Red Squirrel Appreciation Day

Red Squirrel Appreciation Day

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Rebekah Strong ,
17 Jan 2020

Red squirrels are an iconic, much loved part of Scotland’s wildlife and to celebrate and promote their conservation the 21st January has been declared Red Squirrel Appreciation Day! There have been national efforts to conserve and bolster the population of red squirrels throughout the UK. In Scotland, the award-winning Saving Scotland's Red Squirrels project has made fantastic progress raising awareness and supporting conservation efforts across the country. Red squirrels are a UK Biodiversity Action Plan priority species, with only 120,000 thought to be left in Scotland, compared to up to 300,000 grey squirrels.

At this time of year, red squirrels will be casing each other up and down the trees in the hopes of finding a mate, with a first litter of kittens born in March. Another litter may follow in July/August if the female is able to feed well over summer. Red squirrels nest in a drey of interwoven twigs furnished with moss and leaves. They do not hibernate and can be spotted year-round collecting seeds and fungi. Red squirrels can also eat plants and berries and even insects and bird eggs if food is scarce.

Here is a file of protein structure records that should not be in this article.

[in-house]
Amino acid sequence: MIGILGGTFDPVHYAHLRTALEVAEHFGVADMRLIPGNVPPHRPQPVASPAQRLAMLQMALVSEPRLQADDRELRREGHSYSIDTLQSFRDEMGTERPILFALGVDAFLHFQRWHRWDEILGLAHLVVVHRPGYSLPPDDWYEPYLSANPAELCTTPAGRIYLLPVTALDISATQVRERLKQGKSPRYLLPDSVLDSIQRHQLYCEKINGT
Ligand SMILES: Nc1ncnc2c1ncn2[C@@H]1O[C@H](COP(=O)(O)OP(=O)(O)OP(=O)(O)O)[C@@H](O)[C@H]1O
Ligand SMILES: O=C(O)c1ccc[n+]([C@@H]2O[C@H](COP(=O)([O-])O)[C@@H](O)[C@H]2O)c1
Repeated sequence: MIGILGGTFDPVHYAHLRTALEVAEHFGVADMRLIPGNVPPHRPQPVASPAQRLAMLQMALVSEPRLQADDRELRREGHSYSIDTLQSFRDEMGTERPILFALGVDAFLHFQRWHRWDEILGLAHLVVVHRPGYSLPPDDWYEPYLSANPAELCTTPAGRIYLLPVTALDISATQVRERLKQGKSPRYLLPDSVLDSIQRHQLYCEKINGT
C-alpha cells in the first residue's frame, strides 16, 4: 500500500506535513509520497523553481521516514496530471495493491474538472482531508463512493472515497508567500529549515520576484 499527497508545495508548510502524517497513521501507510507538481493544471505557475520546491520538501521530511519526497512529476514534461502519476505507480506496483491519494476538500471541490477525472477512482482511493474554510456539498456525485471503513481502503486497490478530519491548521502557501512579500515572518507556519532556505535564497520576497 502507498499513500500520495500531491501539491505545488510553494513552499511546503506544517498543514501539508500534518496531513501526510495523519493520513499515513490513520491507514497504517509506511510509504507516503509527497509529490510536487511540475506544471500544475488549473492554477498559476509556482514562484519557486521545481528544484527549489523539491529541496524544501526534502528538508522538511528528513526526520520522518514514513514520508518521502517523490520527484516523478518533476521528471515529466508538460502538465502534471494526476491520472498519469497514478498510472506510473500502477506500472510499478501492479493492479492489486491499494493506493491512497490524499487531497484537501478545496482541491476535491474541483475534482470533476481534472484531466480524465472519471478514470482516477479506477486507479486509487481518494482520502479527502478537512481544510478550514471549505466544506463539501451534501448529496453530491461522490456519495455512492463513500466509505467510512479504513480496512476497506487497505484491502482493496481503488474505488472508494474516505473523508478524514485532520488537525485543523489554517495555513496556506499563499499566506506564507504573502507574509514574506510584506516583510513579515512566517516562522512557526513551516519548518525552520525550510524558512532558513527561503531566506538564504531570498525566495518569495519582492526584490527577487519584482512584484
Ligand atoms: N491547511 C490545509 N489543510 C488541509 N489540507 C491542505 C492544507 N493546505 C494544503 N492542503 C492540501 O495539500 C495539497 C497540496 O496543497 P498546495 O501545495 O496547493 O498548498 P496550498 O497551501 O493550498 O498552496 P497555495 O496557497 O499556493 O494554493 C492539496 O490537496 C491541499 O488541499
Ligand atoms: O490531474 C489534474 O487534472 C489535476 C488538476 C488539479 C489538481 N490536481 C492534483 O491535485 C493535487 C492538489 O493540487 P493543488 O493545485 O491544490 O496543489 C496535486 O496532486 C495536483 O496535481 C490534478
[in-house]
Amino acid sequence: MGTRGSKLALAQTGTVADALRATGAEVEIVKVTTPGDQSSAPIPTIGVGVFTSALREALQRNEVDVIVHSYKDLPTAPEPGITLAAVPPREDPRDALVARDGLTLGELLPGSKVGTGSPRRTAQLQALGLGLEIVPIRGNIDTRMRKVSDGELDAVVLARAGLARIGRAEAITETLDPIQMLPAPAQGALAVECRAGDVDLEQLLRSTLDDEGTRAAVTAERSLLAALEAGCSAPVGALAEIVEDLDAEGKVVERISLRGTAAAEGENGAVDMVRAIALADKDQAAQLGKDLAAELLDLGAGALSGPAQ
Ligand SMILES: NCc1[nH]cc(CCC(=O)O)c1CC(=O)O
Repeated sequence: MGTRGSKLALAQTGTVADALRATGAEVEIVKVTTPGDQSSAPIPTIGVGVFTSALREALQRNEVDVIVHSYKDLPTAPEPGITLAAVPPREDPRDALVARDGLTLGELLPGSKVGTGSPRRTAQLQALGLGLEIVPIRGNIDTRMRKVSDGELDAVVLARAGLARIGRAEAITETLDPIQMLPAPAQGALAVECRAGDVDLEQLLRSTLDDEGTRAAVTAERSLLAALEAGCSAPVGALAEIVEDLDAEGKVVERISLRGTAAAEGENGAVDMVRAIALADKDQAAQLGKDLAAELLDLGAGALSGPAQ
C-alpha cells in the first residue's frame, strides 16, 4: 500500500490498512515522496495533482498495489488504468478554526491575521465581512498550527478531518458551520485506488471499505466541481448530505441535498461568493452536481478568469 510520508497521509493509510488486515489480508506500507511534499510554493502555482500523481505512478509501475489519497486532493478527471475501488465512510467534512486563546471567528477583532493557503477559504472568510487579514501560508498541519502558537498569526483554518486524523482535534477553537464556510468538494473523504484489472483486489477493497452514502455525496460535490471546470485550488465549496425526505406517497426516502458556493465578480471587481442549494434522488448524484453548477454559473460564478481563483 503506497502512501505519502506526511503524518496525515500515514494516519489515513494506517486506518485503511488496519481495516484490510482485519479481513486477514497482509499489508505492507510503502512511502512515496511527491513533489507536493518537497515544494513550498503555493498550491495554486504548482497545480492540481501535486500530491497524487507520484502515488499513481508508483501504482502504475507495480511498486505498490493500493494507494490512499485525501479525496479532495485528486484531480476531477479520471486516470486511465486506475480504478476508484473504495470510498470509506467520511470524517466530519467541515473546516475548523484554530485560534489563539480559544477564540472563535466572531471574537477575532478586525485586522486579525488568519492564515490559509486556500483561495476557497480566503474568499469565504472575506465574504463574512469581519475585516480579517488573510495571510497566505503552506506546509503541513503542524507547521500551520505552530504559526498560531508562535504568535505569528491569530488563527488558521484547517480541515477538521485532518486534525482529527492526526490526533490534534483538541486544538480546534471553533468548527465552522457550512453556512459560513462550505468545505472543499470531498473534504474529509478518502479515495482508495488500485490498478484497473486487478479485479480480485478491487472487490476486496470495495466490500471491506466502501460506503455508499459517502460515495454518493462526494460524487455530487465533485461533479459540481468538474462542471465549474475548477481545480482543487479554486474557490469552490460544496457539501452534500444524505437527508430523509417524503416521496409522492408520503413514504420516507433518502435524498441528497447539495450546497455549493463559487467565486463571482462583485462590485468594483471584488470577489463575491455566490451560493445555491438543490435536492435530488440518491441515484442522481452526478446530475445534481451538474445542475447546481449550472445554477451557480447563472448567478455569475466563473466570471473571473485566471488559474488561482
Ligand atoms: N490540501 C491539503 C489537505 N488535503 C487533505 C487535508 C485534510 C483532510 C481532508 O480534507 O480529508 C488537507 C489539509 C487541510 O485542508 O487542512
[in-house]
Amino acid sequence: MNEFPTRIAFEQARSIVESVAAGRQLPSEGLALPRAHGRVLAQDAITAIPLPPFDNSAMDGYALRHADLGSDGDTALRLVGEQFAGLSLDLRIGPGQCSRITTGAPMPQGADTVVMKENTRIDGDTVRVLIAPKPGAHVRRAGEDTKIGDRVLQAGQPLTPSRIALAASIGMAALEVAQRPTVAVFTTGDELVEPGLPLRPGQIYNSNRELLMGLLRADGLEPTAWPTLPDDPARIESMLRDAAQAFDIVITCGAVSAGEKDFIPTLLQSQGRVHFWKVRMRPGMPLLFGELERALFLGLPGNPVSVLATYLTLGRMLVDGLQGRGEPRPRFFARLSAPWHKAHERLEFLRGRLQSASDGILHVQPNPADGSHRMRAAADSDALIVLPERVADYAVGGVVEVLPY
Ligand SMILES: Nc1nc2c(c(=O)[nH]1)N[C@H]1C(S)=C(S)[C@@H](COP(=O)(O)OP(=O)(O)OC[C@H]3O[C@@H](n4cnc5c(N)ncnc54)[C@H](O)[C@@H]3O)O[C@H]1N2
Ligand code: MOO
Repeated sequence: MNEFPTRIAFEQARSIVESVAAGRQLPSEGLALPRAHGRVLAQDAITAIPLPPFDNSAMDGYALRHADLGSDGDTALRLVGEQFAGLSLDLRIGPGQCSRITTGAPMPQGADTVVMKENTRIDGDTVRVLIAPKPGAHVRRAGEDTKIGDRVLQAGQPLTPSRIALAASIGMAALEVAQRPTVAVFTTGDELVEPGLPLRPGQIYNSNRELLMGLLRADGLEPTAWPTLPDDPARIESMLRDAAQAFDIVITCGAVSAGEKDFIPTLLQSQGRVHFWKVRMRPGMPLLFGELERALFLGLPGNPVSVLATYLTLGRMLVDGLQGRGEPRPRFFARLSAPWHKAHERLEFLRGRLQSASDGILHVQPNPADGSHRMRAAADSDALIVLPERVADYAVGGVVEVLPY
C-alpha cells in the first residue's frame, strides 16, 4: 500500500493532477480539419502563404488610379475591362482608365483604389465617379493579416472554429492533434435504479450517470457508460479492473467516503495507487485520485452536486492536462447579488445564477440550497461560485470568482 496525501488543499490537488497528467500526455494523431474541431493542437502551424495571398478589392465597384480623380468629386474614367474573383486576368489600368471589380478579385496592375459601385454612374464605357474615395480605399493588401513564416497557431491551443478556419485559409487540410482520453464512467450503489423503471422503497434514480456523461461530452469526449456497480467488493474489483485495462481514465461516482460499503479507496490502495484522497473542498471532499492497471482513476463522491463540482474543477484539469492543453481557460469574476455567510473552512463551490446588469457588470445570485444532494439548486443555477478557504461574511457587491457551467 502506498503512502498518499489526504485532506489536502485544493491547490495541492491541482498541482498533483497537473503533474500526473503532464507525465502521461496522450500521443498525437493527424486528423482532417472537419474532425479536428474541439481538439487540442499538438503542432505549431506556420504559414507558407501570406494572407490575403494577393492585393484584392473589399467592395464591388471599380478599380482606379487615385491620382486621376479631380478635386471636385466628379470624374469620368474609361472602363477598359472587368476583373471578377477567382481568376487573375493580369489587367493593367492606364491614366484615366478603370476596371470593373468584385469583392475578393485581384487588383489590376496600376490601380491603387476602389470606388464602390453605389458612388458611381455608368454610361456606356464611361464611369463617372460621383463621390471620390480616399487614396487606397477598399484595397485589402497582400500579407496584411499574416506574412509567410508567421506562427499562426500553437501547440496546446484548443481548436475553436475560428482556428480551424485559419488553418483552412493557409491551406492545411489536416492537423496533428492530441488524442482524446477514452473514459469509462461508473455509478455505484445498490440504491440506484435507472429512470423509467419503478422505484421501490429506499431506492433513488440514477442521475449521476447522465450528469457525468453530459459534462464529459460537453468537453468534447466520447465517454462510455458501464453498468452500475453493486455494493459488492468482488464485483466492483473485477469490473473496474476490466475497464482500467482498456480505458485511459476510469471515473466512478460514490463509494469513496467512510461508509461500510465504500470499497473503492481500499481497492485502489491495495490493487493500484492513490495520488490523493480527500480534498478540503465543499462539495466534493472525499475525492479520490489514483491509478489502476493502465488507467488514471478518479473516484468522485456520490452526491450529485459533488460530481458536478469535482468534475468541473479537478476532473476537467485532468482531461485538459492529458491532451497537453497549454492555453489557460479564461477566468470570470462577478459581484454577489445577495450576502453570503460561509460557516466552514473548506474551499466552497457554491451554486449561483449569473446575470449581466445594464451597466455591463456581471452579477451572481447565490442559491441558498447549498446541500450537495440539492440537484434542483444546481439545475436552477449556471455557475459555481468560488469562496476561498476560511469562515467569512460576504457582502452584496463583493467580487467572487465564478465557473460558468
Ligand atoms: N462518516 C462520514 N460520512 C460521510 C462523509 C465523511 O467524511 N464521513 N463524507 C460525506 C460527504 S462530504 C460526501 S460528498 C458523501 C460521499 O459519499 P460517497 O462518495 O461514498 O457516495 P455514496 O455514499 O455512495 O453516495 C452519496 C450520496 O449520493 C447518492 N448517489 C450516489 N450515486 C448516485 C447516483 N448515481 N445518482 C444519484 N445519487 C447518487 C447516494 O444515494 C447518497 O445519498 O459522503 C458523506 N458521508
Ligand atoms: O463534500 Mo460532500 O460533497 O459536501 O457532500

Torwoodlee estate in the Scottish Borders is an excellent location to view red squirrels. The planting of native trees and shrubs, woodland corridors and natural regeneration of oak and beech has provided an ideal habitat for a healthy population of red squirrels. The estate is Wildlife Estates Scotland Accredited, meaning the land is managed to provide the best for biodiversity while also being a profitable business. The owner, James Pringle, continues to plant trees for future generations and red squirrels alike.

Native squirrels have featured heavily in cultural history across Northern Europe. In Norse mythology, a squirrel named Rataoskr carries messages up and down the world tree between an eagle perched on the top, to a serpent living beneath the roots. Rataoskr is said to provoke the eagle and serpent with malicious gossip, perhaps alluding to the cheeky nature of red squirrels. Through the efforts of the UK Squirrel Accord and others improving red squirrel populations, stories like this can continue to be imagined and enjoyed through the generations.

If you want to raise awareness and help these enigmatic creatures thrive throughout the UK follow the Twitterstorm between 12-2pm on 21st January #RedSquirrels2020 and post your photos and stories about these amazing animals.

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